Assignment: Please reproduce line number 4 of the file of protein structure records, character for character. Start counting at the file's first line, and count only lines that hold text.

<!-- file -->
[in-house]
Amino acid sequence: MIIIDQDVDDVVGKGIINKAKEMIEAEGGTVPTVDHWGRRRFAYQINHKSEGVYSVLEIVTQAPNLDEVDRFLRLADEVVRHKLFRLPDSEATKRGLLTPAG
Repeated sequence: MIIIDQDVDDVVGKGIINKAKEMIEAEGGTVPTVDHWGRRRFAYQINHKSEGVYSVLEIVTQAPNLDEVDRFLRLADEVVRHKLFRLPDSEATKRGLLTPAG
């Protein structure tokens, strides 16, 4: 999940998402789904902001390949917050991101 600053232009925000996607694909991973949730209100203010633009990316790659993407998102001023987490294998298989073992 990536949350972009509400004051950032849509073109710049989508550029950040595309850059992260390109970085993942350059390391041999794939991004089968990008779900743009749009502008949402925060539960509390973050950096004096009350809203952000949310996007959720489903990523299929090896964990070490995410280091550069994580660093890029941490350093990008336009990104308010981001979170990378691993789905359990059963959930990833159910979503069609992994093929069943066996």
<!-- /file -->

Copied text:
């Protein structure tokens, strides 16, 4: 999940998402789904902001390949917050991101 600053232009925000996607694909991973949730209100203010633009990316790659993407998102001023987490294998298989073992 990536949350972009509400004051950032849509073109710049989508550029950040595309850059992260390109970085993942350059390391041999794939991004089968990008779900743009749009502008949402925060539960509390973050950096004096009350809203952000949310996007959720489903990523299929090896964990070490995410280091550069994580660093890029941490350093990008336009990104308010981001979170990378691993789905359990059963959930990833159910979503069609992994093929069943066996």